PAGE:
June 9 (Bloomberg) -- The White House will ask Congress for an additional $1.6 billion to deal with an influx of undocumented unaccompanied children crossing into the U.S., administration officials said.
About 60,000 minors are forecast to enter the U.S. this year without their parents or guardians, the officials said, blaming the increase on violence in Central American countries. That’s almost double of minors who arrived without adults last year, with most coming from El Salvador, Guatemala and Honduras.
“The entire administration is focused on addressing the immediate and pressing challenges to make sure these children are appropriately cared for as required by federal law,” Josh Earnest, a White House spokesman, told reporters today.
The influx comes as Obama pushes Congress to pass immigration legislation. Opposition from Republicans who control the House has prevented approval.
U.S. law requires Customs and Border Protection to transfer unaccompanied undocumented children to Health and Human Services Department personnel within 72 hours of them being detained. In the past week, the U.S. opened facilities to house the children at Lackland Air Force Base in San Antonio, Texas, and at Naval Base Ventura County near Oxnard, California, said an administration official.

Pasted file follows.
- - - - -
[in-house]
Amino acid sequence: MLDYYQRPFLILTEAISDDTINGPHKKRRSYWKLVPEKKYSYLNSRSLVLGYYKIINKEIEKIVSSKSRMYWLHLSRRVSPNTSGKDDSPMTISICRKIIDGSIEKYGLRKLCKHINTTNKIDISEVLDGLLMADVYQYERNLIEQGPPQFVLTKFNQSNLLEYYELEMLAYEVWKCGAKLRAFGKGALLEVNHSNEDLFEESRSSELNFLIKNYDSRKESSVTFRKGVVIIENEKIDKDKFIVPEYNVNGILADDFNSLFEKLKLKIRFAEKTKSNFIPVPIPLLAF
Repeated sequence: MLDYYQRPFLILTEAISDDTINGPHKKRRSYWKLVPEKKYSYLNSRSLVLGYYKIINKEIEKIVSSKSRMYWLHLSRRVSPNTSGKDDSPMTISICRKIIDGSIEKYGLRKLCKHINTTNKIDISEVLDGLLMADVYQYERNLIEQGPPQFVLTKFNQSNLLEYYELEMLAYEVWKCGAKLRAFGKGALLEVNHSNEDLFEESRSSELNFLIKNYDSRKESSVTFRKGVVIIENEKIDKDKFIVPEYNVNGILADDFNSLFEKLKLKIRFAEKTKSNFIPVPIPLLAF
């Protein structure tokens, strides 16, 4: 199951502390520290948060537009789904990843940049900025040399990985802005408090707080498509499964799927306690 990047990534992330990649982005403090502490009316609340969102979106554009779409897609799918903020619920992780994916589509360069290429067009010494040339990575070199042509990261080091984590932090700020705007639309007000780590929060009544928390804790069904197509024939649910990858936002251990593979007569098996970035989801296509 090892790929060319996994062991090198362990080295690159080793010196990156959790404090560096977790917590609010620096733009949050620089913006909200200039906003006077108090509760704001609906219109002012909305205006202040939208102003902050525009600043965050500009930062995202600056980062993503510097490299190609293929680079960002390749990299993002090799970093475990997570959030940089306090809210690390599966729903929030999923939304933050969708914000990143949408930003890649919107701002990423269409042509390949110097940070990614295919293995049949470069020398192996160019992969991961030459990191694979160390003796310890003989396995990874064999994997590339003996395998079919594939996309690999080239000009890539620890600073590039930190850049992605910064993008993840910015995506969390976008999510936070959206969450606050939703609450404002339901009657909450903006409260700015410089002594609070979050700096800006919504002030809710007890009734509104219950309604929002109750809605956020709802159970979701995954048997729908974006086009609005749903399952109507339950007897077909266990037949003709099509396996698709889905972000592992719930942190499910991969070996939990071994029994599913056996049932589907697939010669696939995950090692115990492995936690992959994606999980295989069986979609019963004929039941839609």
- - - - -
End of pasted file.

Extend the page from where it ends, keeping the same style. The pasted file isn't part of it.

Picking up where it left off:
The funds, if Congress approves the request, would be added to the Department of Health and Human Services budget for the Unaccompanied Alien Children program, the officials said. Another $166 million is being sought for the Homeland Security Department, according to the officials, who briefed reporters on condition of anonymity.
“This recent increase in unaccompanied children has created an acute humanitarian situation,” Brian Deese, deputy director of the White House budget office, wrote in a May 30 letter to Maryland Democratic Senator Barbara Mikulski.
President Barack Obama’s fiscal 2015 budget requested $868 million for the HHS program. Deese estimated the department will need $2.28 billion.
The Federal Emergency Management Agency is taking the lead on providing the housing for the children. The biggest increases in unaccompanied minors are girls and children younger than 13.
Obama met privately at the White House today with nurses from across the U.S. to discuss immigration legislation. He met last month with law enforcement officials on the topic, saying they are among the people most likely to interact with undocumented immigrants.
To contact the editors responsible for this story: Steven Komarow at firstname.lastname@example.org Michael Shepard